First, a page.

I’d like to talk to you about life skills that we can learn through playing board games. Aspects we can learn or we can enhance, there are certainly skills that board games can help us with. 

I’ve talked before about the benefit of board games and business, so this is just generally how board games can help us outside of that. 

Playing with other people obviously gives you a sense of community and togetherness, but in addition to that we have logic and strategy. 

From chess through to near and far, above and below through to Scrabble. It increases our focus and attention while we’re playing, and we’re kind of figuring out what we’re doing next, and what other people are doing. 

It teaches us patience while we’re waiting for our go. And while somebody perhaps is taking a bit of time to think because they really need to focus on what they’re doing. 

Some games encourage collaboration, so you’re working together towards a common goal. 

Or perhaps there’s a bit of critical thinking and problem solving involved, so can you think a little bit differently? Can you provide a different solution to get yourself out of where you are, to make a change in the game? 

There’s resource management which then applies to our real lives, with our money, with our food, with our natural resources in the world. 

Creative thinking, negotiation and communication, dexterity. So building things, trying to build something without knocking something else over, trying to take something out of a stack without making it all fall over.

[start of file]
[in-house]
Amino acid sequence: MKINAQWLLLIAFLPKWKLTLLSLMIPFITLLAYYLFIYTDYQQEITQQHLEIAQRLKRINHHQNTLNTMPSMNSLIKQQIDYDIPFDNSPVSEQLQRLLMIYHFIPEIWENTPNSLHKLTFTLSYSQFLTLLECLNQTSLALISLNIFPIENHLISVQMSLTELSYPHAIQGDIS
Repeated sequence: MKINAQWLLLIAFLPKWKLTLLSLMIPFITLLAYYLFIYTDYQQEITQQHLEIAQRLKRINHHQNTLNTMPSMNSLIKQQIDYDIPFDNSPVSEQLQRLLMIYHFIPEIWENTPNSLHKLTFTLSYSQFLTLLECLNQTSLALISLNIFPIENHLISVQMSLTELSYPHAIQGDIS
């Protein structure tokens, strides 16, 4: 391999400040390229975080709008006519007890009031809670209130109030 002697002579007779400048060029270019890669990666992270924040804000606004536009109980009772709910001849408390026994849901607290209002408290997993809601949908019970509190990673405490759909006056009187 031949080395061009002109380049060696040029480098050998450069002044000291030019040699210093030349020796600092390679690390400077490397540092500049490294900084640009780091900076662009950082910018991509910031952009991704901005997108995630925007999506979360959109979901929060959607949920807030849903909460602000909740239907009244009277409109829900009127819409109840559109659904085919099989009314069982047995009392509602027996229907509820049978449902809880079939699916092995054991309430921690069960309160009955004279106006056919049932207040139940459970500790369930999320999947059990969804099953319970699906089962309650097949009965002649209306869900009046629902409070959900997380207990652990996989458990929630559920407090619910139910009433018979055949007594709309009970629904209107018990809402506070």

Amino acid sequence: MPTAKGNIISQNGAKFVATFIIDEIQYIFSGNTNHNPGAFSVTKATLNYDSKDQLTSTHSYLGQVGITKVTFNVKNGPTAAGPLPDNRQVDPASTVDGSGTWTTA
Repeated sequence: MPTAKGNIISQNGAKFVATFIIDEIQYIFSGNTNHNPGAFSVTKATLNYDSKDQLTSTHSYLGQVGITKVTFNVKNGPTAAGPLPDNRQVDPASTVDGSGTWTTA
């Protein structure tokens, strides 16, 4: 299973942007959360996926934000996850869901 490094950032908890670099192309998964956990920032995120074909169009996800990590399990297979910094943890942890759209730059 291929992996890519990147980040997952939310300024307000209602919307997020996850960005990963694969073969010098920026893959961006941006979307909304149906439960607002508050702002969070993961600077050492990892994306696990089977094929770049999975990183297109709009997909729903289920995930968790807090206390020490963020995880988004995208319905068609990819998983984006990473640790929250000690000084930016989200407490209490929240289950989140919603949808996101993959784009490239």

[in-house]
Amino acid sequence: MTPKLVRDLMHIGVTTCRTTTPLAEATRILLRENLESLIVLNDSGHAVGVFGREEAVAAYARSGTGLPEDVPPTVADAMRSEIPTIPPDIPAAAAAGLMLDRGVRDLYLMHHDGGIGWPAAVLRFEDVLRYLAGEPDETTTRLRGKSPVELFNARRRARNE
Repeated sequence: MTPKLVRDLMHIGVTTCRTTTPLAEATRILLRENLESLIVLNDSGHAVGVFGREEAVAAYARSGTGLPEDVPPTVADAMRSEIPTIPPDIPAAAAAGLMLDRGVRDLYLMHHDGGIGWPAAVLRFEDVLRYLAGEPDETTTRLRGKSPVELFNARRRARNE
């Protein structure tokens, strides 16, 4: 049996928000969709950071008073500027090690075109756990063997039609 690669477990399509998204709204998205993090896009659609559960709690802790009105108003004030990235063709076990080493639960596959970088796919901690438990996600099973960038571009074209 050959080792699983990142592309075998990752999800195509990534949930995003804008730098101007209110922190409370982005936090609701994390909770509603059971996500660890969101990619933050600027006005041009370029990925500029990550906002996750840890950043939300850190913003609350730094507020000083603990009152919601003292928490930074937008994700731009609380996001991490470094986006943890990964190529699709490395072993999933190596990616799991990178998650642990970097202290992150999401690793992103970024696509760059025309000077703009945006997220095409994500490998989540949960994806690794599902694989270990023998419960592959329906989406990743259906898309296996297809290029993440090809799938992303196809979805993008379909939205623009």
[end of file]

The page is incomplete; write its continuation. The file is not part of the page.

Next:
There’s elements of memory, can you remember that there somebody has got some hidden cards over there – you saw them when they took them, can you remember what they’ve got? 

Is it important? We need to assess probabilities – what’s the likelihood that this or that is going to happen? While we’re making our choices about what we’re going to do on our go. There are elements of maths involved. We are continually thinking about, working out problems, particularly if we are working about probabilities, and we’re looking at how likely something is to happen. 

If we look at it over the game as a whole, it’s sort of like the analysis of the whole game system, sort of like taking it apart to think about the best way to win. 

There might be elements of bluffing or misleading other players. 

Some games require knowledge and some an element of storytelling. 

So if you’re really really happy and creative and innovative and you might think well maybe a role play game is the one for me. 

Some games involve humor. And sometimes humour really really means like toilet humour – rude. But sometimes it can be fun. 

And drawing games, drawing games are quite often fun, they don’t necessarily increase your drawing skills, but you can have a lot of fun playing them. 

Also spatial reasoning, so looking at how things shapes tessellate together. 

It can increase your skills for doing that in real life. 

So that’s a little rundown there, of quite a few things, real life skills, that we can take from board games that we can learn and we can then use in our work, with our families, in our real lives. And we can enhance all of those aspects of our worlds by playing board games.